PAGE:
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Rifle Reports: A Story of Indonesian Independence
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The weekly discussion features Mr. Slave revolts and peasant uprisings, riots and crowds, millenarian and cargo cults, religious movements, royalist pretenders, supernatural signs and rumors, and prophecies of the "world turned upside down" have all been widely examined, generating an equally wide range of explanations: psychological, political-economic, cultural, sociological.
In some cases, they are said to be the outcome of external pressures—global economic forces, national or international politics, the intensification of state power—in the absence of intermediary mechanisms capable of alleviating such damages. Others find the explanation in the psychic disruptions of colonialism, the anxieties of modernity, the collapse of state authority, the contradictions of capitalist exploitation, or any of a range of other forces.
In his classic essay on anticolonial violence, Frantz Fanon celebrated spontaneous popular violence as a "cleansing force" in the struggle against colonial oppression , arguing that although the "rank and file of a nationalist party is urban," only the colonized peasantry constitutes a revolutionary force, "for they have nothing to lose and everything to gain" — Violence "frees the native from his inferiority complex and from his despair and inaction" and enables the "liquidation of regionalism and of tribalism" that prevent the colonized from entering the modern world Fanon regarded local values and customs as an atavistic burden, but for other analysts these are precisely the moving force of rebellion, whether in the form of the "moral economy" of subsistence agriculture Scott ; the figure of the "social bandit," a Robin Hood-like folk hero who serves as a spokesman and template for demands of economic and social justice Hobsbawm ; or the fundamentally religious worldview that underlies the "rebel consciousness" of subaltern actors Guha In Peasant Wars of the Twentieth Century , Eric Wolf emphasized the role of "tactically mobile" middling peasantries as vanguard agents of popular revolt.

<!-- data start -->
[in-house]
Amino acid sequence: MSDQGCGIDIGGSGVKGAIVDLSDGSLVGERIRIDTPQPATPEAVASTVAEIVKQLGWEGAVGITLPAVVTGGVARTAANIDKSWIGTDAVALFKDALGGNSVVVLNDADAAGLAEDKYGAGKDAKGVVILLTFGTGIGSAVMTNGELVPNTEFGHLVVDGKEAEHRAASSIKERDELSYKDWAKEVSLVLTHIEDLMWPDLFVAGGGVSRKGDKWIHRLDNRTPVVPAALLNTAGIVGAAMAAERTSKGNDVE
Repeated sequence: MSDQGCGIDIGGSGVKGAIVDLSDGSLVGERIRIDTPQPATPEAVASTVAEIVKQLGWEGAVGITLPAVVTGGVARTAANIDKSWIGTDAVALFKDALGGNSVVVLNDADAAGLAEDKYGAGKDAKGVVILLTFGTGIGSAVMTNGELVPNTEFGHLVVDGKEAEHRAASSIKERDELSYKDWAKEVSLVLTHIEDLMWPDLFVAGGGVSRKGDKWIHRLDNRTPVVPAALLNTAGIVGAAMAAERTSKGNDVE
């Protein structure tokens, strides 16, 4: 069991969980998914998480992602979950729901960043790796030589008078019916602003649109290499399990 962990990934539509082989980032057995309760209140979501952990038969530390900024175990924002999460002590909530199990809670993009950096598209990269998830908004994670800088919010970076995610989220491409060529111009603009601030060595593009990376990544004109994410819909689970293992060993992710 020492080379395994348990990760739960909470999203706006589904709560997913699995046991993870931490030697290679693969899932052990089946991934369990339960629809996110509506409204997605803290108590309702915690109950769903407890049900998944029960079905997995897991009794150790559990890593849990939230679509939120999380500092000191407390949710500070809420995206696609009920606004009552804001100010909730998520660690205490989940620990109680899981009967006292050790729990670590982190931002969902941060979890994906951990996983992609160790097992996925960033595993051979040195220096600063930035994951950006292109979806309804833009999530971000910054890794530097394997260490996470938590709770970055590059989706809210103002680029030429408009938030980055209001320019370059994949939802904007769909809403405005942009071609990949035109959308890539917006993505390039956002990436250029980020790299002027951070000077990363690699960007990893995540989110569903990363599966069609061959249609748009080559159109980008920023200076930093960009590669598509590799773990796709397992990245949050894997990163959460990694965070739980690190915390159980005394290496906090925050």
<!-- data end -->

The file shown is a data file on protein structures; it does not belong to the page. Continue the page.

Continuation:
Paradoxically, he noted, it is "this culturally conservative stratum which is the most instrumental in dynamiting the peasant social order," because they are also "the most vulnerable to economic changes wrought by commercialism, while [their] social relations remain encased within the traditional design. Issues of mediation and mediating groups are also central to Miroslav Hroch's analysis of the "social preconditions of national revival" in nineteenth-century Europe. For Hroch, it was the small-town intelligentsia of teachers, journalists, civil servants, students, and clerics, readers of newspapers, and members of political clubs who served as the primary disseminators of nationalist ideas from the city to the countryside.